I'm guessing this has to do either with a student who is not passing tests, or who is not placing well at competitions, or who is not mastering a difficult skill.
I'm not saying that it's never the coach's fault. There are coaches that couldn't teach a frog to jump, and there are coaches that don't care or pay attention. But if you're disappointed in the coach, if you think your or your skater's problems are due to the coaching, here's what you need to ask first:
• Are you skating enough to achieve the outcome you're looking for? If you're trying to test Moves, you need a dedicated lesson and at least half of every practice devoted to the test. Is the coach telling you that the student is not ready to test? Listen to her, and ask her what you need to do to get ready. (quick answer-- practice more, and practice effectively). Is it a jump? Read my formula for achieving mastery at freestyle. If your skater is working on the axel and is not on the ice 3 hours a week (including practice, lesson, and class), it's going to be a looooong slog.
• Is the skater practicing effectively? Does the coach give the skater practice guidelines? How much are you practicing that jump? Are you breaking down the skill (i.e. practicing segments of the skill in isolation). How many times are you willing to fall? Skaters who aren't falling when learning multiple rotation jumps are not trying to learn the jump; they are trying not to fall.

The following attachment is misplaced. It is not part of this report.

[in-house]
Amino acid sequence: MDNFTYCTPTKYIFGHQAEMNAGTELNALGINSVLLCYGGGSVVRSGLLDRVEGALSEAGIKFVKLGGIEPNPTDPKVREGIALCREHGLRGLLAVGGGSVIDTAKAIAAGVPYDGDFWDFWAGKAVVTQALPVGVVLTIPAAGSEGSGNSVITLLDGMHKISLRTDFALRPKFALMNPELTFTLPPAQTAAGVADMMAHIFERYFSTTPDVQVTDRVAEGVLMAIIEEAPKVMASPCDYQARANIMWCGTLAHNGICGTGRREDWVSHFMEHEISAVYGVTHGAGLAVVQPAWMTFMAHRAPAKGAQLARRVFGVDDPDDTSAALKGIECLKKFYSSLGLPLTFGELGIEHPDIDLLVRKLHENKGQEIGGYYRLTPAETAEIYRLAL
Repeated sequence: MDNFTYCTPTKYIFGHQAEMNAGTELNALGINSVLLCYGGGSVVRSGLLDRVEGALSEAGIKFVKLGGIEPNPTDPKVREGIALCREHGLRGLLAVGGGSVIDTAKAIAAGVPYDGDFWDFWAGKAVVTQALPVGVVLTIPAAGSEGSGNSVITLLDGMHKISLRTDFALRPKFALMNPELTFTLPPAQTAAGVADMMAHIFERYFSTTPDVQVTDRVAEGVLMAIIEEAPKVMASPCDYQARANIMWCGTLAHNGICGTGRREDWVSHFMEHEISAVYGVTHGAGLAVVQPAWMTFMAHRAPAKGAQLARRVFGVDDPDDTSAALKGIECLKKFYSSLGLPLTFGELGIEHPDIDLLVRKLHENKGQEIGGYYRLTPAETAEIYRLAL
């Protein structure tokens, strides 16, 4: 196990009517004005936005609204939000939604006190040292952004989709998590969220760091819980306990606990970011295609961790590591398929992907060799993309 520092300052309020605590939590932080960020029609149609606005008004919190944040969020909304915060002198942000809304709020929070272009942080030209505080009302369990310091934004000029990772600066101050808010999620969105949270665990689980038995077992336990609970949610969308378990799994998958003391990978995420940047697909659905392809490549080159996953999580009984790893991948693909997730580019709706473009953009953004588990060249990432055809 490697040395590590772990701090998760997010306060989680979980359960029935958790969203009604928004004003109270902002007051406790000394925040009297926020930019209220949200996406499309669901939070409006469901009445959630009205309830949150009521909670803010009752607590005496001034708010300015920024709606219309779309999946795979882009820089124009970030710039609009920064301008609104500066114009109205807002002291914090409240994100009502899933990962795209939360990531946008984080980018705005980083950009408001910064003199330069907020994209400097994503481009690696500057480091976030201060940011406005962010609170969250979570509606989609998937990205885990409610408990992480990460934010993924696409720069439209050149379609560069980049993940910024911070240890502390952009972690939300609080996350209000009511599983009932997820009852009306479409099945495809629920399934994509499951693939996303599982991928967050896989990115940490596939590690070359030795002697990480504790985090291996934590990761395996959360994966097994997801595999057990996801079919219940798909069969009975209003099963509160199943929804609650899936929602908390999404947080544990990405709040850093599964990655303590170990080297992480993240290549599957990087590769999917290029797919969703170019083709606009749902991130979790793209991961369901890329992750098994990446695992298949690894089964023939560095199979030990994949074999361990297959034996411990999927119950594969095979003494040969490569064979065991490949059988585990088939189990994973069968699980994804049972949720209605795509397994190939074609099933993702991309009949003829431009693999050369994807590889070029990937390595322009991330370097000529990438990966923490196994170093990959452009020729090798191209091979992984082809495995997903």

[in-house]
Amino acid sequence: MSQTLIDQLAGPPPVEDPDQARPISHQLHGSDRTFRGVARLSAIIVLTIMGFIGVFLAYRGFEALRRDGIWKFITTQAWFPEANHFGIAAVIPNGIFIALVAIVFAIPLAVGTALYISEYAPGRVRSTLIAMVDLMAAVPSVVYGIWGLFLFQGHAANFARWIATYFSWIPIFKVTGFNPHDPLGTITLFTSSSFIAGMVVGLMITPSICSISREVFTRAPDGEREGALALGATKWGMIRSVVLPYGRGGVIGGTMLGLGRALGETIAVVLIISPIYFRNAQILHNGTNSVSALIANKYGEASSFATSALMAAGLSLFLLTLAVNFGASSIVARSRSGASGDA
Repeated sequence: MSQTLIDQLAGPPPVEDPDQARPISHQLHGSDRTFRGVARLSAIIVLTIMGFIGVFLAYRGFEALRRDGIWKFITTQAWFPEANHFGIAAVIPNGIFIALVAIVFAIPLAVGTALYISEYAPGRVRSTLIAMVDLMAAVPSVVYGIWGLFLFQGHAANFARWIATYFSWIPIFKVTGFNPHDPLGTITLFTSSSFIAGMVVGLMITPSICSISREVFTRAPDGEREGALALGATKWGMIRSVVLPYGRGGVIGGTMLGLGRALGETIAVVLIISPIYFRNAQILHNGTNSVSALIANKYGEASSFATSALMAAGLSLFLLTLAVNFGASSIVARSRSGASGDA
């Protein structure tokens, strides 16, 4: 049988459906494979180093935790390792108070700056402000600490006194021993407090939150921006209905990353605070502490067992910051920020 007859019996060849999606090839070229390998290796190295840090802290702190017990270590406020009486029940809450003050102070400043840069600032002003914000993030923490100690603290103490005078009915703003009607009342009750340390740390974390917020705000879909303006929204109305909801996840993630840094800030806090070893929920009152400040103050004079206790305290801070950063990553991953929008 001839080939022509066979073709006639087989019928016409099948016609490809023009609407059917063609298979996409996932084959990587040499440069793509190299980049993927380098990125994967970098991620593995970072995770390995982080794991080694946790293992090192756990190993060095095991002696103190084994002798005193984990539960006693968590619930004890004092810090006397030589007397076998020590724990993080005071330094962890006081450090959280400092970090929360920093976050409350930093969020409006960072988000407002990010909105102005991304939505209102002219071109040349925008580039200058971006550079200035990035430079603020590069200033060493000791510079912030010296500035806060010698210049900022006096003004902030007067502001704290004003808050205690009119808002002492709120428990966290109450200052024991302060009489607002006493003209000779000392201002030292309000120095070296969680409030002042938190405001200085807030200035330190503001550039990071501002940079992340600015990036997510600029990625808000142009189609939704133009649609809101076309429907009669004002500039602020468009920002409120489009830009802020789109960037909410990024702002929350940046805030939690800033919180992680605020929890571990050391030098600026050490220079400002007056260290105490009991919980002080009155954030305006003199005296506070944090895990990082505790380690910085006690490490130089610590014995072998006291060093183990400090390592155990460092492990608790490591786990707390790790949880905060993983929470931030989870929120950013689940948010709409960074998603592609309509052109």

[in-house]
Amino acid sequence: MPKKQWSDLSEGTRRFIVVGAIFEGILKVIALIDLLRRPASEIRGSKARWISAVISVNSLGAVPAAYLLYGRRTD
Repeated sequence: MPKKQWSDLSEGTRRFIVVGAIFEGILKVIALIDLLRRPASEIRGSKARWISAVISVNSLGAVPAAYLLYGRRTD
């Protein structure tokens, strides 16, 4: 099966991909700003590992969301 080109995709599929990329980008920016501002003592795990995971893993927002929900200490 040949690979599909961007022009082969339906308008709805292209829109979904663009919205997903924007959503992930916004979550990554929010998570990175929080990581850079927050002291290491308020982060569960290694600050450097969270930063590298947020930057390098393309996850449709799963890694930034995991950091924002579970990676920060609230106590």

• Am I basing my expectations on what other skaters are achieving? This is a huge error that parents make, and one I regret that coaches encourage. (Overhead from a coach-- "Oh, all my skaters are in Freestyle 5 by the time they're 7!) Maybe the skater who seems to keep moving ahead of your child skates 2 or 3 times as much. I hate to say it, but she might be more talented. Or, she might be getting "cuted" up. If you're concerned that little Mabel is all the way to Freestyle 5 while your Suzie is "stuck" at 3, take a look at Mabel. Does she really look like a freestyle 5 skater? I worked on a Nutcracker number last night in a lower freestyle level, and there were an awful lot of cuties in there who did not have a clue how to do the basic jumps at that level.
• Understand that what it really takes to place well at competitions is not just skill, talent, and levels, but also a great big walloping dollop of sheer dumb luck. You have absolutely no control over what happens on competition ice. Forget the program. Here are the things you cannot control:
-Incompetent or spiteful judging. I hate to say it, but this happens.Miracles happen in the movies. Skaters happen through perseverence, work, and an awful lot of bumps and bruises.
-Your skater had a bad day
-Another skater in the group had the skate of their life. Our own local hero, Evan Lysacek, US Champ, World Champ, was on his way to Olympic Gold. And then former World Champion Yevgeny Plushenko decided to come out of retirement and give it one more shot. And now everyone is saying, hey Evan, enjoy that Silver!